It connects multiple IP networks.
It controls the flow of data via the use of Layer 2 addresses.
It determines the best path to send packets.
It manages the VLAN database.
It increases the size of the broadcast domain
ROM, TFTP server, flash
Flash, TFTP server, ROM
Flash, NVRAM, TFTP server
NVRAM, TFTP server, flash
Using dynamic routing instead of static routing would have required fewer configuration steps.
The 10.1.1.0/24 and 10.1.2.0/24 routes have adjacent boundaries and should be summarized.
Packets routed to the R2 Fast Ethernet interface require two routing table lookups.
The static route will not work correctly
The packet will be dropped.
The packet will be forwarded to the gateway of last resort.
The packet will match the 192.168.0.0 network and be forwarded out Serial 0/0.
The packet will most closely match the 192.168.0.8 subnet and be forwarded out Serial 0/1
Router R1 Fa0/0 interface
Router R1 S0/0/0 interface
Router R2 S0/0/0 interface
Router R2 Fa0/0 and S0/0/1 interfaces
Router R3 Fa0/0 and S0/0/0 interfaces
It will use the A-D path only.
It will use the path A-D, and the paths A-C-D and A-B-D will be retained as the backup paths.
It will use all the paths equally in a round-robin fashion.
The traffic will be load-balanced between A-B-D and A-C-D.
They are aware of the complete network topology.
They offer rapid convergence times in large networks.
They do not include subnet masks in their routing updates.
They rely on decreasing hop counts to determine the best path.
They do not work well in networks that require special hierarchical designs.
Both routes are installed and load balancing occurs across both paths.
The route via Path B is installed because the EIGRP route has the best metric to network 10.2.0.0/16.
The route via Path A is installed because the static route has the best metric to network 10.2.0.0/16.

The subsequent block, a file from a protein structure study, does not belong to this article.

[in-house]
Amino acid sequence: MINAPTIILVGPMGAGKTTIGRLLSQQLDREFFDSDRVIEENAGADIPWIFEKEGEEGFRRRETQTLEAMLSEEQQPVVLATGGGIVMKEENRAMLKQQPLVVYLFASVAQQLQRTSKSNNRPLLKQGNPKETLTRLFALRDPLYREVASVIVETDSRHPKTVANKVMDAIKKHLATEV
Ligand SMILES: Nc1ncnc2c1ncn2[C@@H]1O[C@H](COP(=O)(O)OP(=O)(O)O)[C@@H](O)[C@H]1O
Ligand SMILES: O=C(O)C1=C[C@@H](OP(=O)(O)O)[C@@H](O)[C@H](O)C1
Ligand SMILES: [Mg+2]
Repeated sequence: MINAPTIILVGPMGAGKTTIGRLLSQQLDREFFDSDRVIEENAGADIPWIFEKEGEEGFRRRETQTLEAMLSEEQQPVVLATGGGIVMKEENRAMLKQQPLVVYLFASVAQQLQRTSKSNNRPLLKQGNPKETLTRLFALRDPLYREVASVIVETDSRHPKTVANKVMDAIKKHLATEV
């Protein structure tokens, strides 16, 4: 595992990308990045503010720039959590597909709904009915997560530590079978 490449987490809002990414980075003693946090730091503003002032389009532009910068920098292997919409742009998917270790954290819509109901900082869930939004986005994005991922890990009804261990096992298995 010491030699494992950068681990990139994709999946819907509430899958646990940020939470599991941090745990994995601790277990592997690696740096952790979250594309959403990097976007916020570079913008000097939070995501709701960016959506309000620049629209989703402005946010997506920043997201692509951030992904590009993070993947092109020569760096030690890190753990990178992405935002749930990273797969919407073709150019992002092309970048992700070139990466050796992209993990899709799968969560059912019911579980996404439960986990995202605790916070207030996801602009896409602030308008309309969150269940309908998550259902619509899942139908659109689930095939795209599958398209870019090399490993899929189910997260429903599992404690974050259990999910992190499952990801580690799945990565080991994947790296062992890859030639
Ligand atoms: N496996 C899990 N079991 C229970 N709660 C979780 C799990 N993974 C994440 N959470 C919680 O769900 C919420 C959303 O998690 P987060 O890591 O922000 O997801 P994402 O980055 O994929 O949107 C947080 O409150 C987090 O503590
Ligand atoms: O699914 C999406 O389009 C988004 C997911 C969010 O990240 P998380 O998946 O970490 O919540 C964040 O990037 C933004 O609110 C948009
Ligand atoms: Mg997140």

The route via Path B is installed because the EIGRP route has the lowest administrative distance to network 10.2.0.0/16.
The route via Path A is installed because the static route has the lowest administrative distance to network 10.2.0.0/16.
R 192.168.1.0/24 [120/1] via 172.16.2.1, 00:00:24, Serial0/0/1
R 192.168.100.0/24 [120/1] via 172.16.1.1, 00:00:24, Serial0/0/0
S 192.168.1.0/24 [1/0] via FastEthernet0/0
R 192.168.9.0/24 [120/1] via 172.16.2.1, 00:00:24, Serial0/0/0
R 192.168.2.0/24 [120/1] via 172.16.1.2, 00:00:24, Serial0/0/0
R1 and R3 are connected to each other via the S0/0/0 interface.
The IP address of the S0/0/0 interface of R1 is 10.1.1.2.
The IP address of the S0/0/1 interface of R2 is 10.3.3.2.
R2 is connected to the S0/0/1 interface of R3.
All of the 192.168.x.0 networks will be in the routing table.
Routes to networks 192.168.1.0/24, 192.168.2.0/24, and 192.168.3.0/24 will be in the routing table.
The routing table will be empty because routes and dynamic routes have not been configured.
A default route is automatically installed in the routing table to allow connectivity between the networks.
ABCD is a router that is connected to R1.
ABCD is a non-CISCO device that is connected to R1.
The device is connected at the Serial0/0/1 interface of R1.
R1 is connected at the S0/0/1 interface of device ABCD.
ABCD does not support switching capability.
Change the routing metric for that route.
Nothing. The static route will go away on its own.
Change the administrative distance for that route.
Remove the route using the no ip route command.
The FastEthernet interface of R1 is disabled.
One of the default routes is configured incorrectly.
A routing protocol is not configured on both routers.
The default gateway has not been configured on host A.
From R1 to 172.16.1.1
From R1 to 192.168.3.1
From R2 to 192.168.1.1
From R2 to 192.168.3.1
It will forward the packet via the S0/0/0 interface.
It will forward the packet via the Fa0/0 interface.
It will forward the packet to R1
It will drop the packet.
A new static route must be configured on R1 with the R3 serial interface as the next hop.
A new default route must be configured on R1 with the R3 serial interface as the next hop.
The default route on R2 should be configured with the R3 serial interface as the next hop.
The default route on R2 must be replaced with a new static route and the next hop should be the R1 FastEthernet interface
The IP address of the Fa0/0 interface of R1
The subnet mask of the S0/0/0 interface of R1
The IP address of the S0/0/0 interface of R1
The subnet mask of the S0/0/0 interface of R2
The default gateway is incorrect.
The address is in the wrong subnet.
The host address and default gateway are swapped.
192.168.10.31 is the broadcast address for this subnet
The IP address of the server